As you read about here, I was invited to participate in the 6th annual M1GP 8 hour endurance race, as a member of Team Hollywood Electrics. As the first (and only) female on the team, my race entry fee was waived, so I couldn’t pass up an opportunity to race a brand-new electric bike for free! Sustainable Solutions Partners supplied us with a solar generator, as well as a gas generator. We had about eight batteries at our disposal, and the solar panels were enough to charge two at a time, albeit a bit more slowly than the gas generator.
Here’s the full race report from team owner Harlan Flagg:
The 8 Hour Endurance Race was a fun opportunity to show the entry level Zero XU in a competitive environment under continuous use. Although we were disappointed that a technical issue prevented us from completing the entire 8 hours, the roadblock was not the batteries or charging capacity.
The riders were: Jeremiah Johnson, Jeff Clark, Brandon Nozaki Miller, Nathan Barker, and Susanna Schick, all Hollywood Electrics customers who have purchased bikes and all Pikes Peak racers, except for Susanna.
The solar charger provided a few kW of charging capacity but we had a generator to supplement our charging needs. We did not want to fall short on the charging so we had more than enough charging power. A quick estimate put our energy consumption at about 1kW every 10 minutes (6kW every hour) and we had one generator that was able to produce 6kW, another at 2kW and the solar charger was able to supply about the same as long as the battery bank was charged.
Hollywood Electrics supplied the Zero XU and prepared it for the race with Zero S rims with upgraded front brakes. The extra bits were removed and crash protection installed. The rear axle sliders and hand protectors proved useful, causing only superficial damage to the bike for the most part, until a hard crash bent the forks.
After a minor low side, Jeff pitted the bike and a failure to follow our established procedure of turning off the bike at pitting time led to an unrecoverable failure. It was not the removal or replacement of the batteries that caused the failure but it did cause the detection of the failure and ultimately the bike refused to operate, protecting itself from further damage, until the failure was corrected. With limited preparation time, we did not have all the parts available to repair the bike and decided that after 141 laps and nearly 4 hours of riding, we were satisfied with what we had accomplished and learned a lot from the experience.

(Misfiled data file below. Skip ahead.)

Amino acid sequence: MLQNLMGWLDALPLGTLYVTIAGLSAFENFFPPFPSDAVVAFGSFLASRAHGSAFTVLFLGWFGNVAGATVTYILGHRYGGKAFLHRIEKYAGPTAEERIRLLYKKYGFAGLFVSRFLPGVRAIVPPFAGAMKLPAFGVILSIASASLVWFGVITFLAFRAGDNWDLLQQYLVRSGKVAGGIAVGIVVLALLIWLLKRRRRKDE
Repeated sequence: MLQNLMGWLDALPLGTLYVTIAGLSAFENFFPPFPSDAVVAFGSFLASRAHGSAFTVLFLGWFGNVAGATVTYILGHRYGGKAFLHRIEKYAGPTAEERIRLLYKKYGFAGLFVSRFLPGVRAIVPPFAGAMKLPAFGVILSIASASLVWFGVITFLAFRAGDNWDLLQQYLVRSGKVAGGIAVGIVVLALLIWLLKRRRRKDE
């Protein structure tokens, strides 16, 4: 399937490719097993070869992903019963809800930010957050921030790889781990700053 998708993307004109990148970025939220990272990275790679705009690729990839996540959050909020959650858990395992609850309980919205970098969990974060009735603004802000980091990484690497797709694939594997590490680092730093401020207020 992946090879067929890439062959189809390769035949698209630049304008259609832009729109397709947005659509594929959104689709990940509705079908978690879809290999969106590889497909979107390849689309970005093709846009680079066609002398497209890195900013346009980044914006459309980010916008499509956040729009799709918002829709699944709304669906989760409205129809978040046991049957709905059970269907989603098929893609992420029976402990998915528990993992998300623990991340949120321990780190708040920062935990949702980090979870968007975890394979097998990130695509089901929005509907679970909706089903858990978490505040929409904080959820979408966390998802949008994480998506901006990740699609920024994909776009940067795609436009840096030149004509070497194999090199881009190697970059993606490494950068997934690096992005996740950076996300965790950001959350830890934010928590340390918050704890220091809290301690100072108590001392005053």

The bike performed very well, on par with the rest of the competitors riding their ICE bikes. Fastest lap of the day was a 1:11 by Brandon Nozaki Miller. Here’s a video of our pitstop: http://www.youtube.com/watch?v=vngxQY32si4
Jeremiah Johnson came out from Florida to race with us and his input as an experienced endurance racer was invaluable. He had this to say after the race: “It was a fun event and I’m really glad I was able to honor Kenny Anderson like this.” This M1GP race was held in honor of Kenny Anderson, a young racer who recently died. He had won this race in 2010 and truly loved racing. Kenny’s father was on hand and told us how grateful he was for the memorial, and for the money we were raising for the family.
Jeremiah, Brandon, and Jeff (still with his helmet on after crashing, like a true team player!) do their best to adjust the forks, but quickly find out the internals are so badly bent the forks won’t rebound.
Waiting for my second turn, which never came, I enjoyed the race from the prime seat of my very own Zero FX. Because it still had the stock wheels and tires, I went and played in the dirt a bit after we learned the race bike was dead. It’s fun riding a bike I can’t flat foot, but I will need it a bit lower if I’m to do any proper flat track riding on it. It might be entirely too tall for that, but that won’t stop me from trying. This is the bike I’ll race if I choose to continue in the M1GP series. It all comes down to money, after all.
Despite having never ridden a Zero XU, or even visited Grange raceway, a very technical kart track, I had a blast riding the race bike once I found my way around the track. It’s easy to ride, lightweight, and handles well. The S brakes and wheels worked really well, so we were able to run wider tires, giving us more confidence on this track.
Images: Kelly Byrne Photo